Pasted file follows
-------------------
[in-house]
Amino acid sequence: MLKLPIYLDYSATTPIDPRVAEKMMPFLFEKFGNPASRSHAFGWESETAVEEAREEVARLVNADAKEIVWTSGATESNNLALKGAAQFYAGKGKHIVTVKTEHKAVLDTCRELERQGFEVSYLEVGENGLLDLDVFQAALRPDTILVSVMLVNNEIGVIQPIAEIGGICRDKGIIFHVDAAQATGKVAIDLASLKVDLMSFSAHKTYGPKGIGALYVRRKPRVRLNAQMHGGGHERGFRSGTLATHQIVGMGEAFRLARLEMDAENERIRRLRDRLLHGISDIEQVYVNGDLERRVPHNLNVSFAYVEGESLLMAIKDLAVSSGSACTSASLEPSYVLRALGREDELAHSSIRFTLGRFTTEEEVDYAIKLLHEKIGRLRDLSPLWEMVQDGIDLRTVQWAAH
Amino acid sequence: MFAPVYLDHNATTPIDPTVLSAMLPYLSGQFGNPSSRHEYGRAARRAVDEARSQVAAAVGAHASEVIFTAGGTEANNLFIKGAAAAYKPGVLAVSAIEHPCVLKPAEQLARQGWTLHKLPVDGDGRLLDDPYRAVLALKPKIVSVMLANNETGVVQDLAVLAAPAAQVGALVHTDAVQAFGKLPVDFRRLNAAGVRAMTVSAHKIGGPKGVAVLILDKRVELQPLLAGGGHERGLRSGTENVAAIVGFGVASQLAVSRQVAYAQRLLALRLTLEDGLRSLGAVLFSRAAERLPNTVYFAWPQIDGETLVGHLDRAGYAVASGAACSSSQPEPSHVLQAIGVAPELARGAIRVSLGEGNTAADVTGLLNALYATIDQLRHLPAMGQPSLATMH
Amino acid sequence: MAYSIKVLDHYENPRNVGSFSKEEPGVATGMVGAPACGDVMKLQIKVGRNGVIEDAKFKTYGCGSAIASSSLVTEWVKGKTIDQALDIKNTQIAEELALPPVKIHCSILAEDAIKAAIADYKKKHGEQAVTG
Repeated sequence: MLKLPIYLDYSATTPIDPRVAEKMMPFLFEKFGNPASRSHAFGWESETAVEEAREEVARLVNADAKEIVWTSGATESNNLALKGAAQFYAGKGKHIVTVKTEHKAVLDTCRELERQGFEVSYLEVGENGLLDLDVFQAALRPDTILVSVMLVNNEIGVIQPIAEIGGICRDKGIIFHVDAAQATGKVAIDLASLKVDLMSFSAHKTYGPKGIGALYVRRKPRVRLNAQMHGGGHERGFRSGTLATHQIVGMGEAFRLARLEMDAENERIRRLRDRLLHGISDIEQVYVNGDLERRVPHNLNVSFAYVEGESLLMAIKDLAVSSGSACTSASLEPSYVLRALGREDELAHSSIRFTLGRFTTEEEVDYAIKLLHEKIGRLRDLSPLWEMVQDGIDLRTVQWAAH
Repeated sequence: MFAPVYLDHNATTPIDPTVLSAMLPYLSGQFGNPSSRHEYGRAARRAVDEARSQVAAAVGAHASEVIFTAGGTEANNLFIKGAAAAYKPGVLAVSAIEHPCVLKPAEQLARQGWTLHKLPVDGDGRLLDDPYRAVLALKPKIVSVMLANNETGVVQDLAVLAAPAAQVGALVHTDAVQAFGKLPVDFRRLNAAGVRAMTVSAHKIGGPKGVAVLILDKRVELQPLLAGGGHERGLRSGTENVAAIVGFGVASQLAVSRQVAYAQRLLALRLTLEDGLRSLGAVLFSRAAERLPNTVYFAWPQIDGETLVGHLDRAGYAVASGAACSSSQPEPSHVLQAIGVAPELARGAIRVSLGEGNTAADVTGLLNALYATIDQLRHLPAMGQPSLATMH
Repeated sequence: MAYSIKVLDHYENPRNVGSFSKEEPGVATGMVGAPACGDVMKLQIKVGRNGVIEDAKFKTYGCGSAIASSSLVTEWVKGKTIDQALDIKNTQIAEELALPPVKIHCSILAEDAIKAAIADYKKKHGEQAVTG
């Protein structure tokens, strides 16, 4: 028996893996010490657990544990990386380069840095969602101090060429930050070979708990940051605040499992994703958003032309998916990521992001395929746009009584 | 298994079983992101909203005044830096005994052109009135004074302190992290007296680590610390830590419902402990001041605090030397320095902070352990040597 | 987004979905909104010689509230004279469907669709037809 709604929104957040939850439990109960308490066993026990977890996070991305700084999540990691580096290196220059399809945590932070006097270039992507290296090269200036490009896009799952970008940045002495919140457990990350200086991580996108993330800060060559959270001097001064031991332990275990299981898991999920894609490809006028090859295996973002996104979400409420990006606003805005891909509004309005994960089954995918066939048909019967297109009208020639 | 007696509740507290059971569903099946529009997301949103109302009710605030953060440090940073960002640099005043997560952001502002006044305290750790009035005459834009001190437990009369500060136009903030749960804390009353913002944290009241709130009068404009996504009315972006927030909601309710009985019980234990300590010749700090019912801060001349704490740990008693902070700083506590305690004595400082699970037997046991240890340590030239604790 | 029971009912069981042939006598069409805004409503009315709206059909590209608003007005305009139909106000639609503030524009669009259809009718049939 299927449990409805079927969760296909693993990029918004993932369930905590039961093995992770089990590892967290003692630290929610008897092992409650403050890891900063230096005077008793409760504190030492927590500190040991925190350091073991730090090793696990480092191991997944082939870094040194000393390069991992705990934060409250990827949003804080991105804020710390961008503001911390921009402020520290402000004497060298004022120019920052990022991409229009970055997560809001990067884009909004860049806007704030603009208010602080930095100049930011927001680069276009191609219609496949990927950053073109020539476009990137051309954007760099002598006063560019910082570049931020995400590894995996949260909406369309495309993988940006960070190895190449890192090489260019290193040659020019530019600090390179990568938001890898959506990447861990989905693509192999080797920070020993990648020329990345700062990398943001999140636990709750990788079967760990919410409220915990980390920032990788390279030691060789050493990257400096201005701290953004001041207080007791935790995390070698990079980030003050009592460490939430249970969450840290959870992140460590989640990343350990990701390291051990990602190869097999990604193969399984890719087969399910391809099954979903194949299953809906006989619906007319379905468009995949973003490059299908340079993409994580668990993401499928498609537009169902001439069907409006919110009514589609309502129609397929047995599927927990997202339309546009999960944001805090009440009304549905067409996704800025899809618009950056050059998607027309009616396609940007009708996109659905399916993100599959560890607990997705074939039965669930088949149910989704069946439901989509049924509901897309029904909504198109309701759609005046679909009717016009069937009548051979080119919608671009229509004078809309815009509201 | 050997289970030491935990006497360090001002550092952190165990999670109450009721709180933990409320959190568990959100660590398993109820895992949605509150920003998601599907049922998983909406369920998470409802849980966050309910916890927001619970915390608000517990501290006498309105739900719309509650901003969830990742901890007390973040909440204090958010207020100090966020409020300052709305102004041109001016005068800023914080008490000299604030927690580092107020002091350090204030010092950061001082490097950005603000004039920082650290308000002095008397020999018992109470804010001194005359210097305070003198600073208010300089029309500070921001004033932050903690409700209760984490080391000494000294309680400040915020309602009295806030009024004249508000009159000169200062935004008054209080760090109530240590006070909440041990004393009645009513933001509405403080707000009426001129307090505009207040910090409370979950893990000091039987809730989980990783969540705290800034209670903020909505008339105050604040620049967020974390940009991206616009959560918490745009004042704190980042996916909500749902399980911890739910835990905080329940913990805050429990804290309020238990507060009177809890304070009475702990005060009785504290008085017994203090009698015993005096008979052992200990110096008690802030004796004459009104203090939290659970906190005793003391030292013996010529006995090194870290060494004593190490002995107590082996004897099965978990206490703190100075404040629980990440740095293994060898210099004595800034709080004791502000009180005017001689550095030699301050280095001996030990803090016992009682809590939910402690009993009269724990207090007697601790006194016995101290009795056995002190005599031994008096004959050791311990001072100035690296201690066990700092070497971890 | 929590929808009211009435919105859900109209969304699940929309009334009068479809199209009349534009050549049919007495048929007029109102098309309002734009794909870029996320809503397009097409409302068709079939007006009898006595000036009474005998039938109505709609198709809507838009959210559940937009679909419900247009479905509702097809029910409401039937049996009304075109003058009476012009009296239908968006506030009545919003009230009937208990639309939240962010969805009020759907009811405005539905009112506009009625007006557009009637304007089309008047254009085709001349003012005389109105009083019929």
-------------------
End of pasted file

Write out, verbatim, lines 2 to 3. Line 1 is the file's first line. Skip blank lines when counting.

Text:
Amino acid sequence: MLKLPIYLDYSATTPIDPRVAEKMMPFLFEKFGNPASRSHAFGWESETAVEEAREEVARLVNADAKEIVWTSGATESNNLALKGAAQFYAGKGKHIVTVKTEHKAVLDTCRELERQGFEVSYLEVGENGLLDLDVFQAALRPDTILVSVMLVNNEIGVIQPIAEIGGICRDKGIIFHVDAAQATGKVAIDLASLKVDLMSFSAHKTYGPKGIGALYVRRKPRVRLNAQMHGGGHERGFRSGTLATHQIVGMGEAFRLARLEMDAENERIRRLRDRLLHGISDIEQVYVNGDLERRVPHNLNVSFAYVEGESLLMAIKDLAVSSGSACTSASLEPSYVLRALGREDELAHSSIRFTLGRFTTEEEVDYAIKLLHEKIGRLRDLSPLWEMVQDGIDLRTVQWAAH
Amino acid sequence: MFAPVYLDHNATTPIDPTVLSAMLPYLSGQFGNPSSRHEYGRAARRAVDEARSQVAAAVGAHASEVIFTAGGTEANNLFIKGAAAAYKPGVLAVSAIEHPCVLKPAEQLARQGWTLHKLPVDGDGRLLDDPYRAVLALKPKIVSVMLANNETGVVQDLAVLAAPAAQVGALVHTDAVQAFGKLPVDFRRLNAAGVRAMTVSAHKIGGPKGVAVLILDKRVELQPLLAGGGHERGLRSGTENVAAIVGFGVASQLAVSRQVAYAQRLLALRLTLEDGLRSLGAVLFSRAAERLPNTVYFAWPQIDGETLVGHLDRAGYAVASGAACSSSQPEPSHVLQAIGVAPELARGAIRVSLGEGNTAADVTGLLNALYATIDQLRHLPAMGQPSLATMH